• considers Open Data as a key element for sharing data and information and
  • enables the standardization (e.g. ISO, DIN, ETSI) of ICT Smart City concepts, e.g. with respect to components and interfaces of the reference architecture.

Related standardization activities

The experts at Fraunhofer FOKUS participates at key standardization activities in the domain . They provide insights into their own research and participate with their experience and expertise in the areas of IT and telecommunications, including urban ICT. Significant standardization initiatives are constituted by the “Memorandum of Understanding – Towards Open Urban Platforms for Smart Cities and Communities” of the EIP-SCC, as well as the DIN SPEC 91357 reference architecture model “Open Urban Platform” (OUP). In terms of content, oupPLUS ties in with the OUP reference architecture in order to further develop and standardize ICT concepts for smart cities.

Smart Cities ICT Reference Architecture
oupPLUS, Smart Cities ICT Reference Architecture Fraunhofer FOKUS

Important Challenges for oupPLUS

Diversity of existing Smart City architectures

Examples of Smart City implementation projects have demonstrated a very broad diversity of ICT solutions, specifications and designs. These individual and partial solutions do not yet constitute a standardized basis which is suitable for describing a generic ICT reference architecture. Nevertheless, they are starting points for the identification of relevant ICT architectural components and approaches. The research effort of Fraunhofer FOKUS aims to combine the achievements of existing Smart City architectures and architectural frameworks (e.g. TOGAF and GWAC) with academic research results.

Complexity of Smart City Systems

A Smart Cities ICT reference architecture should follow a holistic view of a Smart City ecosystem. Challenges arise from the complexity of such systems. They are used in a wide range of application domains – such as transport, energy, health, public safety, education – and demonstrate complex operations and maintenance processes. In addition, the needs of stakeholders from different disciplines and domains must be taken into account. Besides the operational complexity, Smart City systems have to fulfill strict quality requirements for reliability, availability, maintainability, security and privacy.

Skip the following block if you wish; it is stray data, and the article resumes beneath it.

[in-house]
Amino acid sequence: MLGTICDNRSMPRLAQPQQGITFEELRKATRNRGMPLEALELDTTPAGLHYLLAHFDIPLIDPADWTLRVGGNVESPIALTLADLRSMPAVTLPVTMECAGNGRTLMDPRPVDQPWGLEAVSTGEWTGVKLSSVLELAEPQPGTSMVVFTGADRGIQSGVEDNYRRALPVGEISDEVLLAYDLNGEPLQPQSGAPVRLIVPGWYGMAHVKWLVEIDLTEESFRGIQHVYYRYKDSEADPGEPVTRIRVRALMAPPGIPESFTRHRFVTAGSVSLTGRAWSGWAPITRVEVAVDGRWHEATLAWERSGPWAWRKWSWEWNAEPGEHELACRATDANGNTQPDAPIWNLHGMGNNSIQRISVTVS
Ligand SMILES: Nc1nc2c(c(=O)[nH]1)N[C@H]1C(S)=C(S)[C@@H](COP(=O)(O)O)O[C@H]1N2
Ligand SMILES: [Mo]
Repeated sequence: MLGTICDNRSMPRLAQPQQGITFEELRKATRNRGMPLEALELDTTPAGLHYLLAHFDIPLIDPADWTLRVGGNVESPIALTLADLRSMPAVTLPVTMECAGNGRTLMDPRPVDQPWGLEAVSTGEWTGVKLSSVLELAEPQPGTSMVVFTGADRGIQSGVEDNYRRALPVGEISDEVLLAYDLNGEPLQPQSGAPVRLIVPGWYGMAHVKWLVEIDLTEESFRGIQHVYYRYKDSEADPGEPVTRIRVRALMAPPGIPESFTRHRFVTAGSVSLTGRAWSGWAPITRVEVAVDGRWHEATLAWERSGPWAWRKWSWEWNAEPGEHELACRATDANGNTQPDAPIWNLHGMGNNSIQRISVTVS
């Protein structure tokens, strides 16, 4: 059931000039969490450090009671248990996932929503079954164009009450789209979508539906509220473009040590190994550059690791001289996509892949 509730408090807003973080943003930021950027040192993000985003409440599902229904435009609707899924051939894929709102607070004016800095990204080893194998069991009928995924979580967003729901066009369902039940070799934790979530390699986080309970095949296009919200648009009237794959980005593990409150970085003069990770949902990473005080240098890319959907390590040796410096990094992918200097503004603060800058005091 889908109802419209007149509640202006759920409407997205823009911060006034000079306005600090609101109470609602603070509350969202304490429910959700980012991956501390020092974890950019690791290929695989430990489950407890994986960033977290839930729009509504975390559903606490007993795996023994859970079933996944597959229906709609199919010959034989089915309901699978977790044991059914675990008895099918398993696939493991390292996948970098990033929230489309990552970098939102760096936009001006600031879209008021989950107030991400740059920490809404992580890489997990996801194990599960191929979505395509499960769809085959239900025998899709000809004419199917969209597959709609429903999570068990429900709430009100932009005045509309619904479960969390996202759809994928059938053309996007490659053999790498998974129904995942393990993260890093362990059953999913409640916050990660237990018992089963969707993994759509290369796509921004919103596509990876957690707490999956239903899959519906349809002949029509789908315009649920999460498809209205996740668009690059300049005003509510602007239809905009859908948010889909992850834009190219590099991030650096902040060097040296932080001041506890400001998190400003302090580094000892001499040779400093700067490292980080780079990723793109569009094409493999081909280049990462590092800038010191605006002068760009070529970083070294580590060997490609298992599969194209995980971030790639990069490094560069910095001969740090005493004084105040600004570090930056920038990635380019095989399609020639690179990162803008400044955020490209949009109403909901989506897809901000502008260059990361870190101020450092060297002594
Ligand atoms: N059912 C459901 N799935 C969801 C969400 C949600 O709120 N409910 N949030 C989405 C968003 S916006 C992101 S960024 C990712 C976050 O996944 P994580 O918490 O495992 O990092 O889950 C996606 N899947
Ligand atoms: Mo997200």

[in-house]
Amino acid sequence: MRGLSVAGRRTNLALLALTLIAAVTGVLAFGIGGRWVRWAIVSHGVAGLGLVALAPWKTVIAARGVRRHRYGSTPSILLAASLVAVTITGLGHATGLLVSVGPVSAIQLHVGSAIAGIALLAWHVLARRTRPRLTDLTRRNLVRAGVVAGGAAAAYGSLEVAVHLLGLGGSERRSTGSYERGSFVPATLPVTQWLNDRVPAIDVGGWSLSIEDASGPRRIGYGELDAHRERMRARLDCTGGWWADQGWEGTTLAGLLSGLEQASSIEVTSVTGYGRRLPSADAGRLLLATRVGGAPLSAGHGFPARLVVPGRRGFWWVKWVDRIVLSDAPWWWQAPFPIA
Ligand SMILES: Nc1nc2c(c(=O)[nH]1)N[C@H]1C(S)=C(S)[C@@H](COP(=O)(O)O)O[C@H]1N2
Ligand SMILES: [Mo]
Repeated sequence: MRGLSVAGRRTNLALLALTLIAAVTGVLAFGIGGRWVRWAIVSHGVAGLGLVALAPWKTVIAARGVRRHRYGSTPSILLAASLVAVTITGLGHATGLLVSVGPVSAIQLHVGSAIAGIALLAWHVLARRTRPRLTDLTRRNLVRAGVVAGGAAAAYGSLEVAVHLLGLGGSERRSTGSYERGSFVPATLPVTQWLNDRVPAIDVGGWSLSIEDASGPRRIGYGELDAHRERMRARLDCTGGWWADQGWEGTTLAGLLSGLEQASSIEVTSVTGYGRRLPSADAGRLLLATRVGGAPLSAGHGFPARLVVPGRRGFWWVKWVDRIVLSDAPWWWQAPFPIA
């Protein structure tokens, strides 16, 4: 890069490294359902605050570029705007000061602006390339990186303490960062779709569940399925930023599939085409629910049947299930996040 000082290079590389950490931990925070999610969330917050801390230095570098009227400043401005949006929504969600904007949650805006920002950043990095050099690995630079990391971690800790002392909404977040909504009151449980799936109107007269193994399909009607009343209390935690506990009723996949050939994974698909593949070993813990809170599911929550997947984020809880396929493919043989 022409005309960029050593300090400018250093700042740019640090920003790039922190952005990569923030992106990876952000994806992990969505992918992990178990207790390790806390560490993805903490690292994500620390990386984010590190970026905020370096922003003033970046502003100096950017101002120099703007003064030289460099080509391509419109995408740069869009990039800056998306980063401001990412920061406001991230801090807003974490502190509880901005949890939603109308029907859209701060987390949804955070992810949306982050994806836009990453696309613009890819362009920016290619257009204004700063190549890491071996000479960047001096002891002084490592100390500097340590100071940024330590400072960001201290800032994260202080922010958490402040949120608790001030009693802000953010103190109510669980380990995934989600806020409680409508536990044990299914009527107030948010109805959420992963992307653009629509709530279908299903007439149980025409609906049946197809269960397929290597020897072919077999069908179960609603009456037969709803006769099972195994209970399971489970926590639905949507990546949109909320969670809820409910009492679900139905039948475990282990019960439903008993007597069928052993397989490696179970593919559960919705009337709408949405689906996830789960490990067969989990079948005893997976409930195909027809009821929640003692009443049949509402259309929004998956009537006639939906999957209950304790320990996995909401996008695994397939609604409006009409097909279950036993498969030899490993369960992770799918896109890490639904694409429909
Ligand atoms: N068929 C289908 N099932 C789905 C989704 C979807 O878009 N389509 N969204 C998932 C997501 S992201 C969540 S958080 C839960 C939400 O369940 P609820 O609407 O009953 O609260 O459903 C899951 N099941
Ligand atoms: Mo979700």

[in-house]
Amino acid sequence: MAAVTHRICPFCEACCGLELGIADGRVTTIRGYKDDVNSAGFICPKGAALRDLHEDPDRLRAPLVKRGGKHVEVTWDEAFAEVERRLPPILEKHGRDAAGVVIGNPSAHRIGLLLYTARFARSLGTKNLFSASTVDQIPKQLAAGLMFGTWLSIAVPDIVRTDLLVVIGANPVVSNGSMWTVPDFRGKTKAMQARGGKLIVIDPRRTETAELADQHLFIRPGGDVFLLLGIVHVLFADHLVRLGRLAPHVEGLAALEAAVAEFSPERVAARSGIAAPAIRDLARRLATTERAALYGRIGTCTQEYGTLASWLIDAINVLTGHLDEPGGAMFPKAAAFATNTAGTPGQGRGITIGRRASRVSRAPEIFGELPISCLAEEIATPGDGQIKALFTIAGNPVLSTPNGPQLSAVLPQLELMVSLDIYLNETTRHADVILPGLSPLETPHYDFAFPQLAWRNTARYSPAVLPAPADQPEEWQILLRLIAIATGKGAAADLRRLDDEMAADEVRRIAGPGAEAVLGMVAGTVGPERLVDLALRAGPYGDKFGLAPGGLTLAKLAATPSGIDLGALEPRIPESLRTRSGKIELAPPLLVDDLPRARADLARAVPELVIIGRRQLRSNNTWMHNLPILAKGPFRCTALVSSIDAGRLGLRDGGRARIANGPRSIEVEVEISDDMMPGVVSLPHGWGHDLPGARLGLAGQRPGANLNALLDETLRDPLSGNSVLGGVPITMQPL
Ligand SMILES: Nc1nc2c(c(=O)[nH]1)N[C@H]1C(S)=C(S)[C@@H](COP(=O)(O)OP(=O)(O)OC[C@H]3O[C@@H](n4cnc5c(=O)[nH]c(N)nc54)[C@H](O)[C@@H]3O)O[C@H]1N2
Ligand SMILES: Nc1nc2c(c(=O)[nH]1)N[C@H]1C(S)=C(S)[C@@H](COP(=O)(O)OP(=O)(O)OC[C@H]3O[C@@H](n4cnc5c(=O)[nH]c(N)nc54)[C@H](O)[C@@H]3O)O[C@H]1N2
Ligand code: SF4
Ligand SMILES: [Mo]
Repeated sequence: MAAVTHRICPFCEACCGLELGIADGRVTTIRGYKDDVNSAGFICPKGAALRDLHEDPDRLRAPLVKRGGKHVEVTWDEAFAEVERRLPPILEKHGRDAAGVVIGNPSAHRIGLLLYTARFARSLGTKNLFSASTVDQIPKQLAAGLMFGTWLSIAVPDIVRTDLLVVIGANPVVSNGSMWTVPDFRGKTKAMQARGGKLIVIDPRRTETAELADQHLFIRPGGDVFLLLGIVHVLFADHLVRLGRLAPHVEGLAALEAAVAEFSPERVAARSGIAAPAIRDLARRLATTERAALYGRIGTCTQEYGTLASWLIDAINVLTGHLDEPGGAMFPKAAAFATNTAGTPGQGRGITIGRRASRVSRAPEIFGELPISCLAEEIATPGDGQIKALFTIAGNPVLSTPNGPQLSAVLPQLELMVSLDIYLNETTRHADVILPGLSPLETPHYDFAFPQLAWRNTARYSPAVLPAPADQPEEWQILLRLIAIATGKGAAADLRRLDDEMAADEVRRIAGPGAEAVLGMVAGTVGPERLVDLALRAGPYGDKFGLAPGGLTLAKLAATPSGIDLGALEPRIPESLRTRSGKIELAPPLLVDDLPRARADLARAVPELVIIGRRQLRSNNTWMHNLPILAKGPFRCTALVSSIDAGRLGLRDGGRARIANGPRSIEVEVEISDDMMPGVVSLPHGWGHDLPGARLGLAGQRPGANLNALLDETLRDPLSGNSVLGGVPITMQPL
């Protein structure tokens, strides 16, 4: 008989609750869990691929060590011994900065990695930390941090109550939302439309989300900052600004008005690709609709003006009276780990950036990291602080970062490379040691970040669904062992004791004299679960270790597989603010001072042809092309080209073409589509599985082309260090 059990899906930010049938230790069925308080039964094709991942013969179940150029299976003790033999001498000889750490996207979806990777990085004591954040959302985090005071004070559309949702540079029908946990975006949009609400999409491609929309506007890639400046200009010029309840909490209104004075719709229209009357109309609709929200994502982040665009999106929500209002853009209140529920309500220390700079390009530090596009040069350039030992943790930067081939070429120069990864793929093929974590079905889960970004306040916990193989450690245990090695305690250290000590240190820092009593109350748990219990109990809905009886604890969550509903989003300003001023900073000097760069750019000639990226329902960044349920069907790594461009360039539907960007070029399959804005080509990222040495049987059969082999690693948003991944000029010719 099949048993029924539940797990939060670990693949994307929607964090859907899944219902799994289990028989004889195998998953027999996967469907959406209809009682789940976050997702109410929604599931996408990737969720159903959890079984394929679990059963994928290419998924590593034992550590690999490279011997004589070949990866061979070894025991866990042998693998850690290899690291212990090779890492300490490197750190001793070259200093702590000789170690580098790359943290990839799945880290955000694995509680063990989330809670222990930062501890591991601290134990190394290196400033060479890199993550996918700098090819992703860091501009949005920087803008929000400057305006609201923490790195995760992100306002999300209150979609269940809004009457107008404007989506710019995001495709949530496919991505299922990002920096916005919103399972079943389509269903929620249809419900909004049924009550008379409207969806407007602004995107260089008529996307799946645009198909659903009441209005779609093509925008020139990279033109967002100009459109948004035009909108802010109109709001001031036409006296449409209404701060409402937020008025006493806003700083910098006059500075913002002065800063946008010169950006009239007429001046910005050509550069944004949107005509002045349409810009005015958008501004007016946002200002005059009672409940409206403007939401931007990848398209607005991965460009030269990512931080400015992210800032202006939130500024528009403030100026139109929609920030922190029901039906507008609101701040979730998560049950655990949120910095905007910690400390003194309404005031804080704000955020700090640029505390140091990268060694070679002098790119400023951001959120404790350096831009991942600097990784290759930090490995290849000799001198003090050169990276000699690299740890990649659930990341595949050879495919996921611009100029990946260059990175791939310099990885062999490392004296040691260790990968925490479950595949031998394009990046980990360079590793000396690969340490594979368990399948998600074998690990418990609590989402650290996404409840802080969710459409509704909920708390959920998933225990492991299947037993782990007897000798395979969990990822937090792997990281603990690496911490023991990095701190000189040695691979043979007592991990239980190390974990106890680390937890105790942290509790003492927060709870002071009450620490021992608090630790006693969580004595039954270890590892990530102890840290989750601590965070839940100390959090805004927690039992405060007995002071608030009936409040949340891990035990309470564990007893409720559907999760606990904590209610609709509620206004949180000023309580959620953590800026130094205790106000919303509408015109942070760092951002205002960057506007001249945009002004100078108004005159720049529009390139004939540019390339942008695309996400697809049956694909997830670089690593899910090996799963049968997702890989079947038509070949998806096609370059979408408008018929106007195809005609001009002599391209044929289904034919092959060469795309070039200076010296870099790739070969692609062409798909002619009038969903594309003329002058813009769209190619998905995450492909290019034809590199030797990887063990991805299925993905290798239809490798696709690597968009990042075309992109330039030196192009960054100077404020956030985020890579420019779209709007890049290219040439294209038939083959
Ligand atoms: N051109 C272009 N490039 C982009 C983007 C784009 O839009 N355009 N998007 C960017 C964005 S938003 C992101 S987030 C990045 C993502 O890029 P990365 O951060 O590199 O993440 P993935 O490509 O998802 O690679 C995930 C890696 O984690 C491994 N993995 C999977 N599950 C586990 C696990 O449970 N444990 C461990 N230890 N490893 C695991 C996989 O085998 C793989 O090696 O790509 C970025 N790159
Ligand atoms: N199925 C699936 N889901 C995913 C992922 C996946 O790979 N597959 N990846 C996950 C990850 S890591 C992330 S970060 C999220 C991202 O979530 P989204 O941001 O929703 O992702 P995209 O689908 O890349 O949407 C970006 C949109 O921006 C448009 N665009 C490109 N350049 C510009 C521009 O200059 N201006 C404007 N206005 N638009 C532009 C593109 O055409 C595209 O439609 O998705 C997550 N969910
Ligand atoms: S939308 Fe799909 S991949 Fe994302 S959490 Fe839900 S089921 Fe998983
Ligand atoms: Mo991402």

Identification of appropriate and missing standards

In order to identify both suitable and missing Smart City standards, a clearly defined method for performing a gap analysis was established and implemented.

Identification and specification of abstract, open interfaces

oupPLUS aims to establish guidelines for well-defined open interfaces between the different ICT components. This opens a variety of new possibilities:

  • Interoperability of different solutions in various areas and urban environments,
  • Replication and reuse of Smart City solutions across multiple cities,
  • Participation of small and medium-sized enterprises in an urban ICT eco-system,
  • Using Open Source and avoiding vendor lock-in.